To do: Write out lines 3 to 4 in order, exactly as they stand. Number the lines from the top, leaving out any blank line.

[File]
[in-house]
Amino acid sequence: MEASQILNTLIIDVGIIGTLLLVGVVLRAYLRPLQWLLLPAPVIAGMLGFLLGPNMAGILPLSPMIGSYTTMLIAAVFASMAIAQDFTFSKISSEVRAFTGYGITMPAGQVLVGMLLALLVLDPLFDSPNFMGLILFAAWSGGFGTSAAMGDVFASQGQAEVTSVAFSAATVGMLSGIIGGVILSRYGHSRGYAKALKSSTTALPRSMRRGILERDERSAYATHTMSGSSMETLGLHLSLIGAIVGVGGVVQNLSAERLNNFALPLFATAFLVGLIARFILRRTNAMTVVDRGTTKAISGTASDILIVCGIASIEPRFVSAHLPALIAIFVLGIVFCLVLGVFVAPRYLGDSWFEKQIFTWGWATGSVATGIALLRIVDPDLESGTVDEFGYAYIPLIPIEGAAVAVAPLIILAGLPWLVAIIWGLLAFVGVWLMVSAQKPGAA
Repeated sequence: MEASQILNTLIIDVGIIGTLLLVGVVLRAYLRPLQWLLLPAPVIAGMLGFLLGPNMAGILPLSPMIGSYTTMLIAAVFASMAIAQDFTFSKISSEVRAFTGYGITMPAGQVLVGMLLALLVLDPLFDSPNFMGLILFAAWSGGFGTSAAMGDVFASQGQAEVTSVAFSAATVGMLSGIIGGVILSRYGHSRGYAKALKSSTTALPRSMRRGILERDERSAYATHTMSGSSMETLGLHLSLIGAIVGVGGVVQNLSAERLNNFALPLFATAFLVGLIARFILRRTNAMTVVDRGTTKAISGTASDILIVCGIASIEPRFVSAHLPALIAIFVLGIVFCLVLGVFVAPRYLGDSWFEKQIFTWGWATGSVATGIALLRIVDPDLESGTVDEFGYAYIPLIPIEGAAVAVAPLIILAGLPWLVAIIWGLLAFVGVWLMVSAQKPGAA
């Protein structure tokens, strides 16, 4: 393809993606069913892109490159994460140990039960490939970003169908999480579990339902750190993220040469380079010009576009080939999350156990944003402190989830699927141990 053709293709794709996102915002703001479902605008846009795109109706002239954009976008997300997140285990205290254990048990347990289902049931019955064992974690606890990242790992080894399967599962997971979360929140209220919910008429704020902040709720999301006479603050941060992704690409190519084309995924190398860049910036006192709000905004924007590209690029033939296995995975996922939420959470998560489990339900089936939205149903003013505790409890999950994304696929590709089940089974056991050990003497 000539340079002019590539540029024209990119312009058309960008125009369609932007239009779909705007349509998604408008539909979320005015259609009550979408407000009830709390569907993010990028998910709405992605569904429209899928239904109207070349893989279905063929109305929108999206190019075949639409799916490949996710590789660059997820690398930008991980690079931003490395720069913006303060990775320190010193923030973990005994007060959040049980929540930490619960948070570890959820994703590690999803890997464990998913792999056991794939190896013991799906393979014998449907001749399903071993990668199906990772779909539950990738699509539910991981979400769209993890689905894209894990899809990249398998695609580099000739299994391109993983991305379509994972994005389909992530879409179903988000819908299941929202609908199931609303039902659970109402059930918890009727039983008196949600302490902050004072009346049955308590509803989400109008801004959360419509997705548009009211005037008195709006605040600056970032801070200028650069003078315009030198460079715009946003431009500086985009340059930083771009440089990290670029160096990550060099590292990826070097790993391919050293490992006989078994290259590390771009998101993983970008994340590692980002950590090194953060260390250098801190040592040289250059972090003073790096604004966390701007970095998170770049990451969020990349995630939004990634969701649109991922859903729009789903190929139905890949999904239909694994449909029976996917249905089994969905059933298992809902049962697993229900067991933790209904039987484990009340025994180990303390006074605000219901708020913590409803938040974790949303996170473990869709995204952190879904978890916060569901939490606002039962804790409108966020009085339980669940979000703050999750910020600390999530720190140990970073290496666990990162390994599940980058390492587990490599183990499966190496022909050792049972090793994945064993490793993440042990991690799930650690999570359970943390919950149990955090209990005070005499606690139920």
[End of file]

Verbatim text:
Repeated sequence: MEASQILNTLIIDVGIIGTLLLVGVVLRAYLRPLQWLLLPAPVIAGMLGFLLGPNMAGILPLSPMIGSYTTMLIAAVFASMAIAQDFTFSKISSEVRAFTGYGITMPAGQVLVGMLLALLVLDPLFDSPNFMGLILFAAWSGGFGTSAAMGDVFASQGQAEVTSVAFSAATVGMLSGIIGGVILSRYGHSRGYAKALKSSTTALPRSMRRGILERDERSAYATHTMSGSSMETLGLHLSLIGAIVGVGGVVQNLSAERLNNFALPLFATAFLVGLIARFILRRTNAMTVVDRGTTKAISGTASDILIVCGIASIEPRFVSAHLPALIAIFVLGIVFCLVLGVFVAPRYLGDSWFEKQIFTWGWATGSVATGIALLRIVDPDLESGTVDEFGYAYIPLIPIEGAAVAVAPLIILAGLPWLVAIIWGLLAFVGVWLMVSAQKPGAA
């Protein structure tokens, strides 16, 4: 393809993606069913892109490159994460140990039960490939970003169908999480579990339902750190993220040469380079010009576009080939999350156990944003402190989830699927141990 053709293709794709996102915002703001479902605008846009795109109706002239954009976008997300997140285990205290254990048990347990289902049931019955064992974690606890990242790992080894399967599962997971979360929140209220919910008429704020902040709720999301006479603050941060992704690409190519084309995924190398860049910036006192709000905004924007590209690029033939296995995975996922939420959470998560489990339900089936939205149903003013505790409890999950994304696929590709089940089974056991050990003497 000539340079002019590539540029024209990119312009058309960008125009369609932007239009779909705007349509998604408008539909979320005015259609009550979408407000009830709390569907993010990028998910709405992605569904429209899928239904109207070349893989279905063929109305929108999206190019075949639409799916490949996710590789660059997820690398930008991980690079931003490395720069913006303060990775320190010193923030973990005994007060959040049980929540930490619960948070570890959820994703590690999803890997464990998913792999056991794939190896013991799906393979014998449907001749399903071993990668199906990772779909539950990738699509539910991981979400769209993890689905894209894990899809990249398998695609580099000739299994391109993983991305379509994972994005389909992530879409179903988000819908299941929202609908199931609303039902659970109402059930918890009727039983008196949600302490902050004072009346049955308590509803989400109008801004959360419509997705548009009211005037008195709006605040600056970032801070200028650069003078315009030198460079715009946003431009500086985009340059930083771009440089990290670029160096990550060099590292990826070097790993391919050293490992006989078994290259590390771009998101993983970008994340590692980002950590090194953060260390250098801190040592040289250059972090003073790096604004966390701007970095998170770049990451969020990349995630939004990634969701649109991922859903729009789903190929139905890949999904239909694994449909029976996917249905089994969905059933298992809902049962697993229900067991933790209904039987484990009340025994180990303390006074605000219901708020913590409803938040974790949303996170473990869709995204952190879904978890916060569901939490606002039962804790409108966020009085339980669940979000703050999750910020600390999530720190140990970073290496666990990162390994599940980058390492587990490599183990499966190496022909050792049972090793994945064993490793993440042990991690799930650690999570359970943390919950149990955090209990005070005499606690139920």